Erryn reviews Semper Fi by Keira Andrews, published November 11, 2014 by KA Books, 332 pages. The audiobook was released by Tantor Media on February 25, 2020, is 11hrs and 46mins and is narrated by John Solo. A copy was provided in exchange for an honest review.
Why I read the book: I adore Keira Andrews and enjoy historical gay romance novels.
The war is over. The battle for love has just begun.
As Marines, Cal and Jim depended on each other to survive bloodshed and despair in the Pacific. Relieved to put the horrors of war behind him, Jim went home to his apple orchard and a quiet life with his wife and children. Knowing Jim could never return his forbidden feelings, Cal hoped time and an ocean between them would dull the yearning for his best friend.
But when Jim’s wife dies, Cal returns to help. He doesn’t know a thing about apple farming – or children – but he’s determined to be there for Jim, even as the painful torch he carries blazes back to life. Jim is grateful for his friend’s support as he struggles with buried emotions and dark wartime memories. Then Jim begins to see Cal in a new light, and their relationship deepens in ways neither expected. Can they build a life together as a family and find happiness in a world that would condemn them?
Contains mature themes.
I was recently asked to name several of my favorite books. My mind immediately went to the MM genre, and from there I moved through as many books as I could remember reading. Two of the three I selected were historicals.
Into Deep Waters by Kaje Harper is about two World War II soldiers meeting on a ship. Their love was forbidden, of course, but they found ways to furtively come together. Things after the war weren’t much easier, but the men forged a life together and found happiness.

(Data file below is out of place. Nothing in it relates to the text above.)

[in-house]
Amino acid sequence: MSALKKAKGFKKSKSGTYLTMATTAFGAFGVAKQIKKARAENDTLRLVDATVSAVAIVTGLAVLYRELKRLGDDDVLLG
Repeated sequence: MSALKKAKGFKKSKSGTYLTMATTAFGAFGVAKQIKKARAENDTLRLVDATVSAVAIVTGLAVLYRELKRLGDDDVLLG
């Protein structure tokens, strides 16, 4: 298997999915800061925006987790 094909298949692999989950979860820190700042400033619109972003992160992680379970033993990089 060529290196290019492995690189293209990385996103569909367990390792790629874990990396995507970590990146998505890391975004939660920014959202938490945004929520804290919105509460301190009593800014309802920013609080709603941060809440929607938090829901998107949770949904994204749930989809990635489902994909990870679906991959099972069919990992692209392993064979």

Wilde Love by Lucy Lennox is another book I often think of fondly. In this book, two men meet in Vietnam. One is married and one is gay. Only years later do they come together for their happy ending. Keira Andrew’s Semper Fi was much like this book and I have to say it will rank up with one I really enjoyed.
Cal Cunningham is gay. He was destined to follow in his father’s footsteps, and go into the family business of banking. Instead, after Pearl Harbor, he signed up to join the military and became a marine. He met Jim Bennett as they were on a troop train headed off to boot camp. The men couldn’t be more different. Jim is an apple farmer. Both from New York state, their homes are mere hours apart, but it seems like different worlds. They bond over first boot camp, and then fighting in the South Pacific. There is no sugar-coating here – the war is described in a fair amount of detail and it’s no wonder these men, as well as many others, came home with what we now refer to as PTSD.
After the war, Jim comes home to his wife and daughter while Cal heads to Europe with the family business. Jim and his wife Ann have a son Adam and things seem to be going okay until Ann is killed in a tragic car accident. Suddenly Jim is a widower with two young children. Cal comes to visit, sees he can help, and basically stays.
This book is a slow burn. Although Cal has been in love with Jim for years, Jim has been oblivious. Although his marriage wasn’t always a happy one, Jim never perceived there could be other kinds of relationships. He’s a God-fearing man who believes that being queer is a sin. Heck, he’s even been taught that masturbation is a smite-worthy offense.
Then one day Jim sees Cal in a different light. The change was believable, and I was rooting for the men to get together. Of course it’s 1948 in rural New York State, so it can’t be simple for them. There are plenty of obstacles and a dark moment to boot. But this is a Keira Andrews romance and I was pretty sure I’d get my happy ending.
This book has an interesting structure. Each chapter begins during the war (the first ones in 1942, moving along until the surrender of Japan in 1945). Midway through the chapter, there would be a transition into ‘present’ day (1948). This structure worked brilliantly as the war became more vivid, the lives the men built afterward more precarious. The epilogue also contributed greatly to the flow of the story and it was nice to see things from a different perspective.
John Solo narrated Ms. Andrew’s Gay Amish love series and he did another amazing job with this book. I love that he’s consistent in his delivery. I always know I’m going to get a solid performance and he delivers. He also has distinctive voices for the men and I was never confused. Overall, I really enjoyed this book and will be happy to recommend it. Near the top of my list.
10/10 pots of Gold (100% Recommended) – Compares to 5/5 Stars